Jordan Thomas, CB, Oklahoma: 2018 NFL Draft Scouting Report

DALLAS, TX - OCTOBER 08: Jordan Thomas
DALLAS, TX - OCTOBER 08: Jordan Thomas /

Jordan Thomas, a 2014 three-star recruit, started 37 of 50 career games at Oklahoma.

As a senior, Jordan Thomas he primarily lined up at right cornerback in the Sooners 3-4 defense.  He missed regular season games against TCU and Kansas in 2017 due to knee and ankle injuries. He would not regain his starting job.

Thomas had multiple disciplinary issues early in his college career. He was suspended twice as a sophomore for undisclosed reasons and was arrested for failing to appear in traffic court in December 2015. The following summer he was arrested for public intoxication and assault and battery after a bar fight.

Thomas was most productive as a sophomore and junior when he intercepted seven passes and broke up 21 over a 25-game stretch. He would be named second-team all-Big 12 in 2015 and first-team in 2016. His production declined in 2017 as he recorded just one interception and two pass breakups. For his career, he recorded 154 tackles, eight interceptions and 28 pass breakups. He played for two head coaches and one defensive coordinator during his college career.

Thomas earned an invitation to the Scouting Combine where he broke the record for fastest three-cone drill with a time of 6.28 seconds. He possesses adequate size and good length on a thin frame with very good athletic ability.

Oklahoma Sooners Football
Oklahoma Sooners Football /

Oklahoma Sooners Football


Height: 6’0” 1/8

Weight: 187 lbs.

Arm: 32 inches

Hand: 9-1/2 inches

Combine Workout

40-Yard Dash: 4.64 seconds

10-Yard Split: 1.57 seconds

Bench Press: 4 reps

Vertical Jump: 38 inches

Broad Jump: 10’4”

3-Cone Drill: 6.28 seconds

Short Shuttle: 3.94 seconds


From press coverage, Jordan Thomas delivers an aggressive punch at the line of scrimmage. From off, he displays good angular body position which allows for a smooth transition from his backpedal to a plant and drive. He possesses very good agility and fluid hips to change directions quickly.

On this play against Texas, Thomas is lined up as the right cornerback on the outside. The receiver fakes a slant route before turning back towards the sideline. Thomas maintains good posture and is able to turn his hips and stay close to the receiver. Mirroring the route, in addition to good closing speed, forces the quarterback to come off his first read and look to throw the football elsewhere.

Thomas possesses very good mental processing skills as he utilizes his instincts to read the play react quickly. Two examples of this can be seen below. In the first example, Thomas recognizes the screen immediately and bursts into the backfield to make the stop for a loss.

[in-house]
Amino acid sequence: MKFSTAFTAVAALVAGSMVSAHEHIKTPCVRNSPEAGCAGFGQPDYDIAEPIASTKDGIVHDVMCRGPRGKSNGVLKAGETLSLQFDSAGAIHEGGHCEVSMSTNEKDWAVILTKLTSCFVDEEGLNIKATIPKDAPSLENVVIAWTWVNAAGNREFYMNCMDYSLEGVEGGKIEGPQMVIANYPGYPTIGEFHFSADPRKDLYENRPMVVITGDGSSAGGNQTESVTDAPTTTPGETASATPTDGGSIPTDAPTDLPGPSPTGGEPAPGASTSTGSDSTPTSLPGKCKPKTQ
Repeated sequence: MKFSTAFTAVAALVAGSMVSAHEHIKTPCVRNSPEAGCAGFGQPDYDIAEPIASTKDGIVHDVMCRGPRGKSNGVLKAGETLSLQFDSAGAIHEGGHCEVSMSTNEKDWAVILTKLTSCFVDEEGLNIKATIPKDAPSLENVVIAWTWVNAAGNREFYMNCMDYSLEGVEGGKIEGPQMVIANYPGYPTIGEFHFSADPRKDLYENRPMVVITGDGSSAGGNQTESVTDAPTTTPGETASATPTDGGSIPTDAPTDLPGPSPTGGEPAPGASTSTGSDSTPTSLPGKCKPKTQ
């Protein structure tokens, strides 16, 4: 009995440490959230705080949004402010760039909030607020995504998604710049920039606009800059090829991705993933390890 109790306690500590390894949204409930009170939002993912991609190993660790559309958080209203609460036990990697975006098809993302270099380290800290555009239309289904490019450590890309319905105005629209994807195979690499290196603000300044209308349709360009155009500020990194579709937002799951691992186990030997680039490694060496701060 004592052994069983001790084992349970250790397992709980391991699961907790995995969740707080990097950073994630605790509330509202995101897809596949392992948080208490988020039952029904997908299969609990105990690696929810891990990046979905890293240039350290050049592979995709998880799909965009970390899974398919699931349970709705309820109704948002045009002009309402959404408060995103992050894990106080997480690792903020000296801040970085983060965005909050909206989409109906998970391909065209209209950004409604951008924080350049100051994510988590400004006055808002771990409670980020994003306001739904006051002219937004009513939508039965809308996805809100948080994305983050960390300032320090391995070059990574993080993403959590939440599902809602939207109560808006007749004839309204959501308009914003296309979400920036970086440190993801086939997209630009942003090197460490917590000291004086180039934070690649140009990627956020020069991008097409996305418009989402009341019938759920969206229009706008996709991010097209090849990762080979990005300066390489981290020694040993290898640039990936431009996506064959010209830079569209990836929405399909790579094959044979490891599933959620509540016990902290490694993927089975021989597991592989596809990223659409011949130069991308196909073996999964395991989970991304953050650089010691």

In the second play, Thomas comes off his man after identifying the ball going to the receiver in the slot on an out route. After passing off his receiver, Thomas explodes to the point of attack and delivers a blow to separate the ball from the receiver.

As seen in the play against Iowa State, Thomas displays good range as he takes solid angles to the ball while utilizing his short-area quickness and length to make a play. When the ball is in the air, he gets his head around quickly and tracks well. He displays good leaping ability and solid hands to break up the pass.

In the run game, he demonstrates solid closing speed as he attacks the ball carrier downhill.


When pressing, Jordan Thomas does not possess the strength to jam the receiver at the line of scrimmage and throw off the timing of the route. Marginal long speed hampers his ability to mirror a receiver closely when plays are extended. Once beaten, he struggles to recover as a result of adequate play speed.

Play strength and play speed are two of the biggest weaknesses of Thomas and both showed up on this rep against the bigger, more physical Allen Lazard of Iowa State. Thomas attempts an off-balance jam on Lazard and ends up stumbling against the wideout. He’s unable to recover in time, resulting in a long game-winning touchdown pass.

As a run defender, Thomas takes adequate angles to the running back and is easily lost in traffic. When blocked, he struggles to disengage, allowing the ball carrier to get around the edge. That’s exactly what happens on this play against Houston. The Cougars throw a backward pass to the running back to Thomas’s side of the field. The corner can’t disengage and is easily controlled by the receiver blocking. Thomas can’t protect the edge and once the running back gets by, is thrown out of bounds.

In the open field, Thomas is an adequate tackler.


Overall, Jordan Thomas is a developmental nickelback at the next level who wins with instincts and short-area quickness. He’s not someone who possesses the play strength to match up against physical receivers on the outside. Thomas is best suited to play in zone coverage where he can sit down in a zone and keep his eyes in the backfield as he doesn’t have the play strength or speed to lock down a receiver one-on-one.

Thomas will have to answer to multiple on and off-the-field questions. The off-the-field issues are well documented, but NFL teams will also question his competitive toughness. He couldn’t regain his starting spot from a true freshman while Oklahoma was in the middle of a playoff run. Over the last five games of his career, Thomas was primarily a special teams player.

Next: Ian Thomas, TE, Indiana: 2018 NFL Draft Scouting Report

When it comes to the 2018 NFL Draft, teams will have to determine whether or not Thomas can regain his 2015-2016 form. If so, he warrants a late-round selection. If not, he’ll be an undrafted free agent.